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To study the effects of payment timing, form of payment, and requiring a social security number (SSN) on survey response rates. Third-wave mailing of a U.S. physician survey. Nonrespondents were randomized to receive immediate U.S.$25 cash, immediate U.S.$25 check, promised U.S.$25 check, or promised U.S.$25 check requiring an SSN. Paper survey responses were double entered into statistical software. Response rates differed significantly between remuneration groups (χ(3) (2) = 80.1, p<.0001), with the highest rate in the immediate cash group (34 percent), then immediate check (20 percent), promised check (10 percent), and promised check with SSN (8 percent). Immediate monetary incentives yield higher response rates than promised in this population of nonresponding physicians. Promised incentives yield similarly low response rates regardless of whether an SSN is requested. © Health Research and Educational Trust.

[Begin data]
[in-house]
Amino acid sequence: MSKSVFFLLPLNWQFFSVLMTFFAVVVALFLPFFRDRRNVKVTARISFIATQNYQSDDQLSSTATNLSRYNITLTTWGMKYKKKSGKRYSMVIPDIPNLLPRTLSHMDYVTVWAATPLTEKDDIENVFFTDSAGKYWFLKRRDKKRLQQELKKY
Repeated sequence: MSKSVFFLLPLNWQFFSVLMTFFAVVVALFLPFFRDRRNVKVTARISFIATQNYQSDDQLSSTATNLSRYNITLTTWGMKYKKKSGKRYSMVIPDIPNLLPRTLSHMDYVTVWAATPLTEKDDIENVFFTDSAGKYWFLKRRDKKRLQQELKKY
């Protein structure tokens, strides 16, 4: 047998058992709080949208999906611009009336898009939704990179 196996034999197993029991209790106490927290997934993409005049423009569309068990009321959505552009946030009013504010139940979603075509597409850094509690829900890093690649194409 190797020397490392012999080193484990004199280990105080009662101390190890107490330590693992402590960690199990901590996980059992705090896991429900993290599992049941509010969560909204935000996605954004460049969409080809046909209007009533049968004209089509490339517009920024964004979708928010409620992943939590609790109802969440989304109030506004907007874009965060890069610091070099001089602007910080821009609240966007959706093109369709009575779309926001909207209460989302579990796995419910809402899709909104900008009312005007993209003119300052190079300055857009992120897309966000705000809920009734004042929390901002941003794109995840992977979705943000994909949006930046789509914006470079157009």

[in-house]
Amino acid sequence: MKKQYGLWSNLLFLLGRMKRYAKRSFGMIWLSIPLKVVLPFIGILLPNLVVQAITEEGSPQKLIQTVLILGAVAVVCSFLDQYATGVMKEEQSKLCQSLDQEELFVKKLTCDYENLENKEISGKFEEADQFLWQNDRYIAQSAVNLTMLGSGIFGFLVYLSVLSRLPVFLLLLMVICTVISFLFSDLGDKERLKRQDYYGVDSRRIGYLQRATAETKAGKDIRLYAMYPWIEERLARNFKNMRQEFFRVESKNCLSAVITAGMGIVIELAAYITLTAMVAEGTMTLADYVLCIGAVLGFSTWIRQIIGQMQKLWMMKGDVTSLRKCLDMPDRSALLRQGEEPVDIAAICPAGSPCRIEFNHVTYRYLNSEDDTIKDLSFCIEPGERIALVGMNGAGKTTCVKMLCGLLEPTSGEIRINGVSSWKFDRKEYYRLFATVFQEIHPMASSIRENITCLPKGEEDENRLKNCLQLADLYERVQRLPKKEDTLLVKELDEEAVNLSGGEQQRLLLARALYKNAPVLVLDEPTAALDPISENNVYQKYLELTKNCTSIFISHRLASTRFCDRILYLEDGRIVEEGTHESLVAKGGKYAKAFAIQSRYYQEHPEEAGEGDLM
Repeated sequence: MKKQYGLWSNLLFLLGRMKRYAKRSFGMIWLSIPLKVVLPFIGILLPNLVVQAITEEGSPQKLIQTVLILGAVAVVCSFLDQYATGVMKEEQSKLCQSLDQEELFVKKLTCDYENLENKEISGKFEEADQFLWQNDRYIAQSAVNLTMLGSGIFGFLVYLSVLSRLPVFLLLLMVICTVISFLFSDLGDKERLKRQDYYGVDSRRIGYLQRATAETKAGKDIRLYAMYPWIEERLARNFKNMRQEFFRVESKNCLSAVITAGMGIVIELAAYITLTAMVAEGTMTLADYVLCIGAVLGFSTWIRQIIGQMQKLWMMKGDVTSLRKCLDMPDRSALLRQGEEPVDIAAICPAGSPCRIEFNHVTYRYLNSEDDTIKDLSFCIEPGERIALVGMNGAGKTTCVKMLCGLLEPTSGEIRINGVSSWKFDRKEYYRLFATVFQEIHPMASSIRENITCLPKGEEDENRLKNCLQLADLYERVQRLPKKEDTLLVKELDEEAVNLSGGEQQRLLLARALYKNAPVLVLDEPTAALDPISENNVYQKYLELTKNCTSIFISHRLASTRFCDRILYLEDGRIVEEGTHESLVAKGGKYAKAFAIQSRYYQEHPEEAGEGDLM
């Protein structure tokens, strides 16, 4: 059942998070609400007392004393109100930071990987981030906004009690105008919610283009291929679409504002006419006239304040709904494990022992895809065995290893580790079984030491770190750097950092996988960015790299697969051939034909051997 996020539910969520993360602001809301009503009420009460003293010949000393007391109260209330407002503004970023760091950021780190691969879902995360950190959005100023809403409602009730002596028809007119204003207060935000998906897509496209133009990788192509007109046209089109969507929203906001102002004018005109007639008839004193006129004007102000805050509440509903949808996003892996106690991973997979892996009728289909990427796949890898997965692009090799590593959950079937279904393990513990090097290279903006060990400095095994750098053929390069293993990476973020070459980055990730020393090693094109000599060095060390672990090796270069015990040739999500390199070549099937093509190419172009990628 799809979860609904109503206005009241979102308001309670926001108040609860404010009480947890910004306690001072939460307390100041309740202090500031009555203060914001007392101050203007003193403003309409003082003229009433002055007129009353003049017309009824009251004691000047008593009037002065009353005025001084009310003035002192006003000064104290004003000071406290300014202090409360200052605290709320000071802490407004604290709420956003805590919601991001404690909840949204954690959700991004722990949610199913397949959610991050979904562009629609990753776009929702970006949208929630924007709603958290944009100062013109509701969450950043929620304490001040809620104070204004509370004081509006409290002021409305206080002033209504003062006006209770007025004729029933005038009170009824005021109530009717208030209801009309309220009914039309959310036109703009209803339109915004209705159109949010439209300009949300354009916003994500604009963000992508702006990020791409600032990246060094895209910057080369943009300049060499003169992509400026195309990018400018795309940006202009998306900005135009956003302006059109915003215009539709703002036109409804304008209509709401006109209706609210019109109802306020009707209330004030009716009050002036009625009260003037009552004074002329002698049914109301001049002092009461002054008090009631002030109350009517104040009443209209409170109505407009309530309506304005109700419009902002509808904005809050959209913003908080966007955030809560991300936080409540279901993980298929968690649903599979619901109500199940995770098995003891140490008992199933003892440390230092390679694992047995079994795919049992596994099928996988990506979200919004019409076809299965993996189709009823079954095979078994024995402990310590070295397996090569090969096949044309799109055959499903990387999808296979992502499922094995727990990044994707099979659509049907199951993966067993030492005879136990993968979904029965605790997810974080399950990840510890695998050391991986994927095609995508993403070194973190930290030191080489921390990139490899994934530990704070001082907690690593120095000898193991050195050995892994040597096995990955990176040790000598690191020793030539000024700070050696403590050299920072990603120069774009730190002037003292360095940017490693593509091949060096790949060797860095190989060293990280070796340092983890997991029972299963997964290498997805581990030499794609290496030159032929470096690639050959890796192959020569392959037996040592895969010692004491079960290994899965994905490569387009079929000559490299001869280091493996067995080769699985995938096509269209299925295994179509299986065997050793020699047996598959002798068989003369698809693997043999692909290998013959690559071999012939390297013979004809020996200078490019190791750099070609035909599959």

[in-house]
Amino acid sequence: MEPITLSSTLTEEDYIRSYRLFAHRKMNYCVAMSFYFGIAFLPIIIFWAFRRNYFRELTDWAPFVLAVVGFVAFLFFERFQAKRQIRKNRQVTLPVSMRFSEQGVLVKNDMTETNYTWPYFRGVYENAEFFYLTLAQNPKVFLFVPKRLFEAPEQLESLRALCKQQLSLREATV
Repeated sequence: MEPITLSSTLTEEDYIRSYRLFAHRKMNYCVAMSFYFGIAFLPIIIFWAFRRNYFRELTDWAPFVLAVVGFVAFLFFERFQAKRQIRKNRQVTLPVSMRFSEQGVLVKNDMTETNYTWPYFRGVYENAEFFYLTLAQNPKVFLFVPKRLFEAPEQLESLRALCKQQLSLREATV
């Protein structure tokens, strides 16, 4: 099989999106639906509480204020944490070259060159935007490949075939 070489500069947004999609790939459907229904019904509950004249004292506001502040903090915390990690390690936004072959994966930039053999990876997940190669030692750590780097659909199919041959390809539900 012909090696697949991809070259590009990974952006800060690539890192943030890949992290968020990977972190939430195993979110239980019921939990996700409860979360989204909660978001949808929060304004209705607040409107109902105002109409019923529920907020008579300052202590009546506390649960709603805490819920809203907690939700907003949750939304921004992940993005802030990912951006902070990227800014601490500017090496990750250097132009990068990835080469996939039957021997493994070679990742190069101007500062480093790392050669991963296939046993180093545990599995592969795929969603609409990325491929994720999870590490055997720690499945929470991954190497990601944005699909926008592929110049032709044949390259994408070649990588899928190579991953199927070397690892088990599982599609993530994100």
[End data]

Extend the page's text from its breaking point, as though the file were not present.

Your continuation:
Katherine M James, Jeanette Y Ziegenfuss, Jon C Tilburt, Ann M Harris, Timothy J Beebe. Getting physicians to respond: the impact of incentive type and timing on physician survey response rates. Health services research. 2011 Feb;46(1 Pt 1):232-42

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PMID: 20880042

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